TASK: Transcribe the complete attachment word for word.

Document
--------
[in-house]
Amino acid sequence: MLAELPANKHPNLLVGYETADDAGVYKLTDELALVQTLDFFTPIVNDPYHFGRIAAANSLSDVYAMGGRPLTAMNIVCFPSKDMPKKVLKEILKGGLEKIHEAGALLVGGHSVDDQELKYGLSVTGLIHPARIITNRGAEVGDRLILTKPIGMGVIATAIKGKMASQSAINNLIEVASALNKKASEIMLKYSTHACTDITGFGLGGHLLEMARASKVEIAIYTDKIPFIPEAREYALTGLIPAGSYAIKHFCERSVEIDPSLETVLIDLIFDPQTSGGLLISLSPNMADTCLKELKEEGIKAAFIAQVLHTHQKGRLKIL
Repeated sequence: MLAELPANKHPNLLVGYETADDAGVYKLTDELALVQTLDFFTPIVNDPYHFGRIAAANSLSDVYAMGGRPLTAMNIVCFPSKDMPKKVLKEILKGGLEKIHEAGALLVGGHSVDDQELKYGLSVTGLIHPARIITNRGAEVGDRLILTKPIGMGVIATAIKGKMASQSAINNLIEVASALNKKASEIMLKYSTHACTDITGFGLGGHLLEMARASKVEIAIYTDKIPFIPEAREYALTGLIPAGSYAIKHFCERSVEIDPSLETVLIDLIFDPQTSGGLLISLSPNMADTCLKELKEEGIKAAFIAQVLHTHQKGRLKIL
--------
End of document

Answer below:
[in-house]
Amino acid sequence: MLAELPANKHPNLLVGYETADDAGVYKLTDELALVQTLDFFTPIVNDPYHFGRIAAANSLSDVYAMGGRPLTAMNIVCFPSKDMPKKVLKEILKGGLEKIHEAGALLVGGHSVDDQELKYGLSVTGLIHPARIITNRGAEVGDRLILTKPIGMGVIATAIKGKMASQSAINNLIEVASALNKKASEIMLKYSTHACTDITGFGLGGHLLEMARASKVEIAIYTDKIPFIPEAREYALTGLIPAGSYAIKHFCERSVEIDPSLETVLIDLIFDPQTSGGLLISLSPNMADTCLKELKEEGIKAAFIAQVLHTHQKGRLKIL
Repeated sequence: MLAELPANKHPNLLVGYETADDAGVYKLTDELALVQTLDFFTPIVNDPYHFGRIAAANSLSDVYAMGGRPLTAMNIVCFPSKDMPKKVLKEILKGGLEKIHEAGALLVGGHSVDDQELKYGLSVTGLIHPARIITNRGAEVGDRLILTKPIGMGVIATAIKGKMASQSAINNLIEVASALNKKASEIMLKYSTHACTDITGFGLGGHLLEMARASKVEIAIYTDKIPFIPEAREYALTGLIPAGSYAIKHFCERSVEIDPSLETVLIDLIFDPQTSGGLLISLSPNMADTCLKELKEEGIKAAFIAQVLHTHQKGRLKIL